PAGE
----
Q: The National Electrical Code allows AC cable to be run a maximum of six feet from the last point of support to a luminaire in an accessible ceiling. Is an AC cable connector at an outlet box or a luminaire considered to be the last point of support?

A: Part (B)(3) of 320.30 uses the words, “…from the last point of support …,” for allowing six feet of armored cable to be unsupported. These are the words: “Type AC cable shall be permitted to be unsupported where the cable: (3) Is not more than 1.8 meters (six feet) from the last point of support for connections within an accessible ceiling to luminaire(s) [(lighting fixture(s)] or equipment.”

The words “… from the last point of support …” caused interpretation problems. Does a cable connector provide any support for the cable? This is the question. A revision for the 2005 edition of the NEC clears this up. It reads like this: “For the purpose of this section, Type AC cable fittings shall be permitted as a means of cable support.”

In my opinion, a Listed, properly sized AC cable connector provides support for the cable. Therefore, I consider a connector as an acceptable means of support, and the 2005 edition will make this clear.

Grounding Parking Lot Lighting Poles

Q: An electrical contractor has a job to install 20 metal lighting poles on a car parking lot at a shopping center. The electrical designer has specified a ground rod be driven at each pole. He said an equipment-grounding conductor run with the branch circuit conductors is not necessary because of the ground rod at each pole. I do electrical plan review and have turned the job down because of the lack of an equipmentgrounding conductor. An elected official is putting pressure on me to approve the plans and specifications as submitted. Will you provide me with some information that will support my position?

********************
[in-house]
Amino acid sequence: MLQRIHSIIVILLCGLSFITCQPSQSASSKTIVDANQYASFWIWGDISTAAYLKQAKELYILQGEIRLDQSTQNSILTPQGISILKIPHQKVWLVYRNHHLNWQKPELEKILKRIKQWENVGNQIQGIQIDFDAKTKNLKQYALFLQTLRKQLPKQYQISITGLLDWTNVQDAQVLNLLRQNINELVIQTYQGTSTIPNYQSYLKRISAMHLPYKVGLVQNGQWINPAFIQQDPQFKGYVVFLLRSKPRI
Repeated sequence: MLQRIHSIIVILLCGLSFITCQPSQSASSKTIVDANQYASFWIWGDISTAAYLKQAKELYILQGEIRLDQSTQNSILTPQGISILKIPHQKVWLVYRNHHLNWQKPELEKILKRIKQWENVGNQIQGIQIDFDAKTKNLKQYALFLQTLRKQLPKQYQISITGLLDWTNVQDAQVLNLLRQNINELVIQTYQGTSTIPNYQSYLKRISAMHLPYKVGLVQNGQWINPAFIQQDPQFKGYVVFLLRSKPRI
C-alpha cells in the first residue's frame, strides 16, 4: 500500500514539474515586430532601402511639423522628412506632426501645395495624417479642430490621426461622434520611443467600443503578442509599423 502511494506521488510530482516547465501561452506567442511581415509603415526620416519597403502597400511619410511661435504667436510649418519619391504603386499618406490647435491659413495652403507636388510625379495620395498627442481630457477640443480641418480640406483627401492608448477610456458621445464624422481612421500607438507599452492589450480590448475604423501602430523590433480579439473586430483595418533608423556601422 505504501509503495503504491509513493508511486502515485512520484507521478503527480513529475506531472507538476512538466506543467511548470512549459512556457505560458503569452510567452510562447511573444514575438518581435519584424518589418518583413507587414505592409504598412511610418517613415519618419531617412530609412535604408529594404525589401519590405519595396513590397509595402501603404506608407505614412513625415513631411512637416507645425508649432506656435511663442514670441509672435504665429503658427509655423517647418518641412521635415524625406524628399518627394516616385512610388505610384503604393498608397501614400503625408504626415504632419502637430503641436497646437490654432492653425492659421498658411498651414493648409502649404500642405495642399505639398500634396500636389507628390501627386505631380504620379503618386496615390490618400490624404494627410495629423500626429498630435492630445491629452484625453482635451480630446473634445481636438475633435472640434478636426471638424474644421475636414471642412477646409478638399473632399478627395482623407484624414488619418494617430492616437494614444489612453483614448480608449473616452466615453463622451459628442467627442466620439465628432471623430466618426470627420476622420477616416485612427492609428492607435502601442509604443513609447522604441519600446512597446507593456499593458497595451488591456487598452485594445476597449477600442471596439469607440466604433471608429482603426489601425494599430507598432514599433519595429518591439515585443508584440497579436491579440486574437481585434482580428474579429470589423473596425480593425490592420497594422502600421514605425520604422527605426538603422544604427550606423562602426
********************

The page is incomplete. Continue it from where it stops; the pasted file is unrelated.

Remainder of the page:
A: Yes, improper grounding as described could result in serious electric shock or electrocution to anyone who contacts a lighting pole that has an internal phase-to-ground fault caused by an insulation failure on an ungrounded branch-circuit conductor. An uninsulated phase conductor in the pole or luminaire in contact with the pole or luminaire will energize the pole to line potential whenever the branch circuit is energized. The pole will remain energized until it is touched by someone, the incident is reported and repairs are made.

Let’s assume the eight-foot rod has a resistance to earth of 20 ohms. This is actually a low resistance for a single ground rod. The branch circuits supplying the parking-lot lighting are 120 volts protected by 30-ampere overcurrent devices. The maximum current will be (120 divided by 20) six amperes should a ground-fault in a lighting pole occur. Because the load is continuous, not more than 24 amperes of lighting is permitted on each circuit. Add six amperes to this figure and a total current of 30 amperes results. If 40- or 50-ampere branch circuits are used, the total current during a phase-to-ground fault while the circuit is energized would be 38 amperes on a 40-ampere branch circuit or 46 amperes on a 50-ampere branch circuit. These figures assume that the branch circuits are not loaded to more than 80 percent of their ampere ratings as required by 210.20(A).

There are at least two places in the NEC that contain these words: “The earth shall not be used as the sole equipment-grounding conductor or effective ground-fault current path.” [See 250.4(A)(5).] Part 250.54 is new in the 2002 edition and covers grounding as described in the question. The title is “Supplementary Grounding Electrodes” and points out these grounding electrodes must be connected to equipment-grounding conductors. Here again is the phrase, “… the earth shall not be used as the sole equipment-grounding conductor.”